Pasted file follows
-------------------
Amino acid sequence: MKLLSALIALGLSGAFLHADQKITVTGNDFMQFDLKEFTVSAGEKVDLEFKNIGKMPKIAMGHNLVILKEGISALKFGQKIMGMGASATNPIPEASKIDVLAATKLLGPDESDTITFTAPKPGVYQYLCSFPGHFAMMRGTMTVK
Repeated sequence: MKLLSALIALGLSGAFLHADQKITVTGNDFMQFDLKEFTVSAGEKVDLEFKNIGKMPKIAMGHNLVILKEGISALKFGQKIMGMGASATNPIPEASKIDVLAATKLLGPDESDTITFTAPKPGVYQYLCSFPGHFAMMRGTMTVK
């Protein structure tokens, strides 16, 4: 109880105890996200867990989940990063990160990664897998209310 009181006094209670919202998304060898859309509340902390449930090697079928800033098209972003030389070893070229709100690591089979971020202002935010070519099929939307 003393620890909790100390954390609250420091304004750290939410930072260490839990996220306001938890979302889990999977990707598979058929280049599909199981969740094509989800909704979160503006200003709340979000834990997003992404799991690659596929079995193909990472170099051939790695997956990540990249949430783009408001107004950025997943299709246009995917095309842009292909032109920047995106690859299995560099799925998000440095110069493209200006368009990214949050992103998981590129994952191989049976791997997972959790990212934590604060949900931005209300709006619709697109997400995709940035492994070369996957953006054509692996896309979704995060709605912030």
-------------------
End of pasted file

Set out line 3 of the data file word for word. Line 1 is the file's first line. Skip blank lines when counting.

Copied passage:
């Protein structure tokens, strides 16, 4: 109880105890996200867990989940990063990160990664897998209310 009181006094209670919202998304060898859309509340902390449930090697079928800033098209972003030389070893070229709100690591089979971020202002935010070519099929939307 003393620890909790100390954390609250420091304004750290939410930072260490839990996220306001938890979302889990999977990707598979058929280049599909199981969740094509989800909704979160503006200003709340979000834990997003992404799991690659596929079995193909990472170099051939790695997956990540990249949430783009408001107004950025997943299709246009995917095309842009292909032109920047995106690859299995560099799925998000440095110069493209200006368009990214949050992103998981590129994952191989049976791997997972959790990212934590604060949900931005209300709006619709697109997400995709940035492994070369996957953006054509692996896309979704995060709605912030």